The Queen of Nothing (The Folk of the Air #3) by Holly Black


He will be the destruction of the crown and the ruination of the throne.

Power is much easier to acquire than it is to hold on to. Jude learned that lesson when she released her control over the wicked king, Cardan, in exchange for immeasurable power.

Now, as the exiled mortal Queen of Faerie, Jude is left reeling from Cardan’s betrayal. She bides her time, determined to reclaim everything he took from her. Opportunity arrives in the form of her deceptive twin sister, Taryn, whose mortal life is in peril.

Jude must risk venturing back into the treacherous Faerie Court, and confront her lingering feelings for Cardan if she wishes to save her sister. But Elfhame is not as she left it. War is brewing. As Jude slips deep within enemy lines, she becomes ensnared in the conflict’s bloody politics.

And when a terrible curse is unleashed, panic spreads throughout the land, forcing her to choose between her ambition and her humanity…


Genre: Young Adult Fantasy; Romance

Page count: 308 (Paperback), 300 (eBook)

Year of publication: 2019

Rating: ⭐⭐⭐⭐⭐ (4.75/5)

“Maybe it isn’t the worst thing to want to be loved, even if you’re not.”

This final book is all about love and being loved and who didn’t see or wanted to believe that, I have news – it is all true.

I don’t even know what can I say much about this book, but as well as I know myself, I’ll find something to say and make out of this review another bookish rant.

I loved this book as much as I loved the whole trilogy, The Cruel Prince and The Wicked King and all that. Like, for real, it was so complete. And I can’t believe how easy all the books were to read. I read all of them in like less than two weeks…guys, I don’t do quick reading like that in general, really. It’s something about Holly Black’s writing style that makes everything just flow. It’s so, so easy and comfortable to read!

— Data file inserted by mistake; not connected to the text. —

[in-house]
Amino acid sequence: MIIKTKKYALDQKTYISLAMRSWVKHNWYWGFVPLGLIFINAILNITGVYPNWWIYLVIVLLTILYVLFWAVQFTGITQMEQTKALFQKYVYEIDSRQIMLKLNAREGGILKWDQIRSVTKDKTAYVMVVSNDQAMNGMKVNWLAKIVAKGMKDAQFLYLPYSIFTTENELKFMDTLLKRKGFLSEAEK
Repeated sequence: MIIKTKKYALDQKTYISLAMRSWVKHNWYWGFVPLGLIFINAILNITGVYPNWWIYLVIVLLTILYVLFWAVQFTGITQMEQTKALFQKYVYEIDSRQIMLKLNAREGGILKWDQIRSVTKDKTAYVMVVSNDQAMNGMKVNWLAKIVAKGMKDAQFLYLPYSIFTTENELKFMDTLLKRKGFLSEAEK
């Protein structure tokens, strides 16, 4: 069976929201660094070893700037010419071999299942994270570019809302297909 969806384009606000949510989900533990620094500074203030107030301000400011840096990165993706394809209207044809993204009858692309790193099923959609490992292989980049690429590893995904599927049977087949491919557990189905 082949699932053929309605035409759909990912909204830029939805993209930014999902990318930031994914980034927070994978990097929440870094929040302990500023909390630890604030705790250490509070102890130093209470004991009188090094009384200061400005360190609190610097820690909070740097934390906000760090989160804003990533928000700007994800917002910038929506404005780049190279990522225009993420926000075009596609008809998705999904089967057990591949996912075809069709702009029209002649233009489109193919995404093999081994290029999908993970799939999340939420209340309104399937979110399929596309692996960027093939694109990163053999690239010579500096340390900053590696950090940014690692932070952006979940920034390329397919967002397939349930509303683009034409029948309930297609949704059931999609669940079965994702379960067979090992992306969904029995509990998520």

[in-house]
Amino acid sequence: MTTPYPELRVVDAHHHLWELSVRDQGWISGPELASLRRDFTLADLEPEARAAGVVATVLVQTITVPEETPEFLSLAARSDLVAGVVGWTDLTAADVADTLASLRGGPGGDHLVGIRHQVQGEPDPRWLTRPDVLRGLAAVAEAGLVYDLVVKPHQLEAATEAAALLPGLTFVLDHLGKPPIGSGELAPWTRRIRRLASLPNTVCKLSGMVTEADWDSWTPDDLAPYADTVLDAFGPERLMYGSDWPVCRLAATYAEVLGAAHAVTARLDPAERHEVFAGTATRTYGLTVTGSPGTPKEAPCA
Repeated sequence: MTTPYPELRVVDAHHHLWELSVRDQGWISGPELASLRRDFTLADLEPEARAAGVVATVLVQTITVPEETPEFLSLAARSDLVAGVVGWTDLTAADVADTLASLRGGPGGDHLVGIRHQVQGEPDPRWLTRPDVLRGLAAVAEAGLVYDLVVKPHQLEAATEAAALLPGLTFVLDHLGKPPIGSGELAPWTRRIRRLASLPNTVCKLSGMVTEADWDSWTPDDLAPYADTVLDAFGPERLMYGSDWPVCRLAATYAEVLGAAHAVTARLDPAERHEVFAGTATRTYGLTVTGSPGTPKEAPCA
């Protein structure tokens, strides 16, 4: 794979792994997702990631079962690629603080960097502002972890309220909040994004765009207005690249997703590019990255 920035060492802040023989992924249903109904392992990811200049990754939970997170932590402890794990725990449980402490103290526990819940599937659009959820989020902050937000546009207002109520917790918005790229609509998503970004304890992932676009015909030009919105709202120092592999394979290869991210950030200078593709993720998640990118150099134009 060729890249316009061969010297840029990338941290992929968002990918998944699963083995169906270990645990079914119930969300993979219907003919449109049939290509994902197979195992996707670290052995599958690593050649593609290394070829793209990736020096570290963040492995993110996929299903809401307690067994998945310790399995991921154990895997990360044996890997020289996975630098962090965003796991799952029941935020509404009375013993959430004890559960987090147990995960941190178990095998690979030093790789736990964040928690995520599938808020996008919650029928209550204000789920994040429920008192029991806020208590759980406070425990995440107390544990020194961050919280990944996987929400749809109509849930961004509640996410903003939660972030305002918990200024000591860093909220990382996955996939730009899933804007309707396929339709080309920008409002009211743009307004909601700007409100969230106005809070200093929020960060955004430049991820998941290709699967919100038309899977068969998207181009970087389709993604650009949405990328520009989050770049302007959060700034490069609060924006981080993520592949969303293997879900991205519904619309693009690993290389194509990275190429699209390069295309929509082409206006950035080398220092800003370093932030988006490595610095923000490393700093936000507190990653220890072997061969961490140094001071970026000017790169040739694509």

In this book, the action that was so vivid in the first volume and slowed a bit down in the second one starts to pick up the pace again. But there is something different about the action of this third book. It feels more twisty.

I personally believe that the action is all in the details. There is this bread crumble effect to it that lures you bit by bit in the whole story just to make you think and forces you to use your imagination and judgement. I really liked that.

Best Gif Thumbs Up GIF

As I previously said, this book is all about love. And being loved.

Feelings here just go deeper. They get intensified by the discovery of that fine line between hate and love. The whole blinding veil that’s been dropped over the slightly odd relationship between Jude and Cardan is lifted and now our two protagonists seem to really be on the same page (of course, with some issues on the way that no one saw coming or saw too late but eh).

That is truly amazing though because we lived in this constant tension between the both of them, a tension that I appreciated but I wanted to see the slight end of it. Or at least some clear path for it. I actually thought there is going to get somewhere at some point and I wasn’t disappointed at all. Holly Black did well here too.

“I mean, you’re generally terrifying, but I am unused to fearing for you.”

After being away from each other, Jude and Cardan discover that they mean a lot more in each other’s life. They discover feelings that they did not know were there or did not want to acknowledge, feelings such as compassion and care and that unsettling feeling of missing. They get all sentimental when thinking of each other. They become tender, shovelling away that hate that tore into their hearts and replacing it with affection. How beautiful of a relationship growth can that be??